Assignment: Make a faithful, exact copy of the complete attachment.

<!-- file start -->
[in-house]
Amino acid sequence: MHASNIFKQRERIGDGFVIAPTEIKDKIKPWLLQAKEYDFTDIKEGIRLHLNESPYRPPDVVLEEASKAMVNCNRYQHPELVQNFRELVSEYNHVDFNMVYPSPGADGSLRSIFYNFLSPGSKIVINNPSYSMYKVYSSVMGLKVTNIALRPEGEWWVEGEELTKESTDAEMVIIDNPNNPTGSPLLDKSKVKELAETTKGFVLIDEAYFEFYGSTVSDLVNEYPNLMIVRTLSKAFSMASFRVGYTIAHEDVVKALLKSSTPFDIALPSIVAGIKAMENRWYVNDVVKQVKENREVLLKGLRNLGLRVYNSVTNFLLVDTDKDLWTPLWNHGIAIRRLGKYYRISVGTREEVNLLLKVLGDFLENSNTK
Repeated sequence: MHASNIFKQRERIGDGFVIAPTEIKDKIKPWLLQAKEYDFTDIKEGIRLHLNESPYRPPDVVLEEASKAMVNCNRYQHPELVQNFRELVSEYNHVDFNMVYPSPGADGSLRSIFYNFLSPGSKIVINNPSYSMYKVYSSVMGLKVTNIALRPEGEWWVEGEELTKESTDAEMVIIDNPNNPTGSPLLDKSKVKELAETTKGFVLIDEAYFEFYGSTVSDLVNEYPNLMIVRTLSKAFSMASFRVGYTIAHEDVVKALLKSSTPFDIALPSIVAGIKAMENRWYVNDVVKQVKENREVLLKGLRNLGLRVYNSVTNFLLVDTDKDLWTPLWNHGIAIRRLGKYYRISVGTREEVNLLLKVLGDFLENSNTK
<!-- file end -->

[in-house]
Amino acid sequence: MHASNIFKQRERIGDGFVIAPTEIKDKIKPWLLQAKEYDFTDIKEGIRLHLNESPYRPPDVVLEEASKAMVNCNRYQHPELVQNFRELVSEYNHVDFNMVYPSPGADGSLRSIFYNFLSPGSKIVINNPSYSMYKVYSSVMGLKVTNIALRPEGEWWVEGEELTKESTDAEMVIIDNPNNPTGSPLLDKSKVKELAETTKGFVLIDEAYFEFYGSTVSDLVNEYPNLMIVRTLSKAFSMASFRVGYTIAHEDVVKALLKSSTPFDIALPSIVAGIKAMENRWYVNDVVKQVKENREVLLKGLRNLGLRVYNSVTNFLLVDTDKDLWTPLWNHGIAIRRLGKYYRISVGTREEVNLLLKVLGDFLENSNTK
Repeated sequence: MHASNIFKQRERIGDGFVIAPTEIKDKIKPWLLQAKEYDFTDIKEGIRLHLNESPYRPPDVVLEEASKAMVNCNRYQHPELVQNFRELVSEYNHVDFNMVYPSPGADGSLRSIFYNFLSPGSKIVINNPSYSMYKVYSSVMGLKVTNIALRPEGEWWVEGEELTKESTDAEMVIIDNPNNPTGSPLLDKSKVKELAETTKGFVLIDEAYFEFYGSTVSDLVNEYPNLMIVRTLSKAFSMASFRVGYTIAHEDVVKALLKSSTPFDIALPSIVAGIKAMENRWYVNDVVKQVKENREVLLKGLRNLGLRVYNSVTNFLLVDTDKDLWTPLWNHGIAIRRLGKYYRISVGTREEVNLLLKVLGDFLENSNTK